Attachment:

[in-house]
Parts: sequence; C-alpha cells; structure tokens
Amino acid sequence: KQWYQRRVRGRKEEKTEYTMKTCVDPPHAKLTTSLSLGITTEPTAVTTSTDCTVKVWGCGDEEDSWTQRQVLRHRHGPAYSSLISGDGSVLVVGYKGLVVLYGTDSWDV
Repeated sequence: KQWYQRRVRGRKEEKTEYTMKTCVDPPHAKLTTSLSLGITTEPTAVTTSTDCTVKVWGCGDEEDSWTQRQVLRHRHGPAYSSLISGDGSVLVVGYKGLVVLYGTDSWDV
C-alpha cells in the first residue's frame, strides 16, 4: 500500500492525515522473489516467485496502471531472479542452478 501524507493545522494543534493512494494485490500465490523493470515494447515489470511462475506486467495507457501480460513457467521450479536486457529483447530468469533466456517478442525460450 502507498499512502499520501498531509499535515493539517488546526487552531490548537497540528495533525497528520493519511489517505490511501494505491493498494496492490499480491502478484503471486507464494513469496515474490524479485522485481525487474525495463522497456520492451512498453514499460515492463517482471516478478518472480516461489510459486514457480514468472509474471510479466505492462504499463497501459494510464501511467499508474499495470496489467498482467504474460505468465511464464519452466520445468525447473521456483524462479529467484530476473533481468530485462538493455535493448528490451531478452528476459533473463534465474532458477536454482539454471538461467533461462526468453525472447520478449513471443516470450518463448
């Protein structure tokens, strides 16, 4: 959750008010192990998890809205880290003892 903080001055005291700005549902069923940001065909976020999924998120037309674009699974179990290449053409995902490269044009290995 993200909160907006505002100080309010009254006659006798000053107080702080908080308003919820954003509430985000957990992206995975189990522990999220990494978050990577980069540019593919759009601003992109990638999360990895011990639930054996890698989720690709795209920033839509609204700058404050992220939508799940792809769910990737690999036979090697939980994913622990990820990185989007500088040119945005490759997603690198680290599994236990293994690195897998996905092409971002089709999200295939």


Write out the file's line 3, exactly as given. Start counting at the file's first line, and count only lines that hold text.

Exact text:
Amino acid sequence: KQWYQRRVRGRKEEKTEYTMKTCVDPPHAKLTTSLSLGITTEPTAVTTSTDCTVKVWGCGDEEDSWTQRQVLRHRHGPAYSSLISGDGSVLVVGYKGLVVLYGTDSWDV